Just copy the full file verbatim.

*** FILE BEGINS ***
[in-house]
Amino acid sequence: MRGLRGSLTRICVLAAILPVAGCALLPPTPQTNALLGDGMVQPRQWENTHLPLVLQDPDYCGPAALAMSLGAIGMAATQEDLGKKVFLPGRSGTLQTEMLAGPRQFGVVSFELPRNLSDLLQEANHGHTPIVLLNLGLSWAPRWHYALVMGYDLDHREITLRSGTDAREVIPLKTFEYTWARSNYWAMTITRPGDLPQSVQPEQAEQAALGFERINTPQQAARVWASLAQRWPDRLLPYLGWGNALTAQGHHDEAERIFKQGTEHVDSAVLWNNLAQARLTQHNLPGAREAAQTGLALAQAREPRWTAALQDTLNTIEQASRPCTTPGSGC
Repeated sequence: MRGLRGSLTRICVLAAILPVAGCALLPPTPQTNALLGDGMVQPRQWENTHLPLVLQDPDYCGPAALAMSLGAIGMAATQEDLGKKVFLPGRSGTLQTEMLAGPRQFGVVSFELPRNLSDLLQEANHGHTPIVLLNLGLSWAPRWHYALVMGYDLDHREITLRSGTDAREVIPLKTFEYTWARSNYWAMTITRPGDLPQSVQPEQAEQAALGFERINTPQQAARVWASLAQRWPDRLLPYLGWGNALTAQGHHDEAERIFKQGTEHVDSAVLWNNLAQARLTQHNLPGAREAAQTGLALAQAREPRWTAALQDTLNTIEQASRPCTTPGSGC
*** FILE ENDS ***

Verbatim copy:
[in-house]
Amino acid sequence: MRGLRGSLTRICVLAAILPVAGCALLPPTPQTNALLGDGMVQPRQWENTHLPLVLQDPDYCGPAALAMSLGAIGMAATQEDLGKKVFLPGRSGTLQTEMLAGPRQFGVVSFELPRNLSDLLQEANHGHTPIVLLNLGLSWAPRWHYALVMGYDLDHREITLRSGTDAREVIPLKTFEYTWARSNYWAMTITRPGDLPQSVQPEQAEQAALGFERINTPQQAARVWASLAQRWPDRLLPYLGWGNALTAQGHHDEAERIFKQGTEHVDSAVLWNNLAQARLTQHNLPGAREAAQTGLALAQAREPRWTAALQDTLNTIEQASRPCTTPGSGC
Repeated sequence: MRGLRGSLTRICVLAAILPVAGCALLPPTPQTNALLGDGMVQPRQWENTHLPLVLQDPDYCGPAALAMSLGAIGMAATQEDLGKKVFLPGRSGTLQTEMLAGPRQFGVVSFELPRNLSDLLQEANHGHTPIVLLNLGLSWAPRWHYALVMGYDLDHREITLRSGTDAREVIPLKTFEYTWARSNYWAMTITRPGDLPQSVQPEQAEQAALGFERINTPQQAARVWASLAQRWPDRLLPYLGWGNALTAQGHHDEAERIFKQGTEHVDSAVLWNNLAQARLTQHNLPGAREAAQTGLALAQAREPRWTAALQDTLNTIEQASRPCTTPGSGC